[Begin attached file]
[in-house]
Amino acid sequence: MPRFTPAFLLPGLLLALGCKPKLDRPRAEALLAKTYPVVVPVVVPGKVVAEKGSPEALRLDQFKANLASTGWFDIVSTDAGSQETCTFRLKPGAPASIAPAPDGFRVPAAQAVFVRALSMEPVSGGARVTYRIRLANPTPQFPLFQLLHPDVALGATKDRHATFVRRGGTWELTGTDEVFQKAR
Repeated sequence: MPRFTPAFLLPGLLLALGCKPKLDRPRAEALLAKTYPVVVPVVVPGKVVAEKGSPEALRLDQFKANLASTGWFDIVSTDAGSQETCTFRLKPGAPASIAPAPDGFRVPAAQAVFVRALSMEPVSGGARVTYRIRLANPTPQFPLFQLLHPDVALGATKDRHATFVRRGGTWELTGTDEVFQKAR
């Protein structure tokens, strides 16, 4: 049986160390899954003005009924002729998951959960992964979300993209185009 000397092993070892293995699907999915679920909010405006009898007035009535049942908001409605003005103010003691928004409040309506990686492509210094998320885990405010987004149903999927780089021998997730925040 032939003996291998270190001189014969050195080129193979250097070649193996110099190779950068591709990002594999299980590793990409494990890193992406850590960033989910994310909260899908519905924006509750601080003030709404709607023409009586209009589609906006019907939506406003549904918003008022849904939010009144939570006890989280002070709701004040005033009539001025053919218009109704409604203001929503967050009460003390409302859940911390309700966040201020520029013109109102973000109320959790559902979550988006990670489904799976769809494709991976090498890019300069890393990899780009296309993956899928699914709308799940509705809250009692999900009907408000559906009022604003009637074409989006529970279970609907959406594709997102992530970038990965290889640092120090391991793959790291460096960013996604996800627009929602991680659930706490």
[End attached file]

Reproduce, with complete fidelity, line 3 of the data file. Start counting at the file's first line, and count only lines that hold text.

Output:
Repeated sequence: MPRFTPAFLLPGLLLALGCKPKLDRPRAEALLAKTYPVVVPVVVPGKVVAEKGSPEALRLDQFKANLASTGWFDIVSTDAGSQETCTFRLKPGAPASIAPAPDGFRVPAAQAVFVRALSMEPVSGGARVTYRIRLANPTPQFPLFQLLHPDVALGATKDRHATFVRRGGTWELTGTDEVFQKAR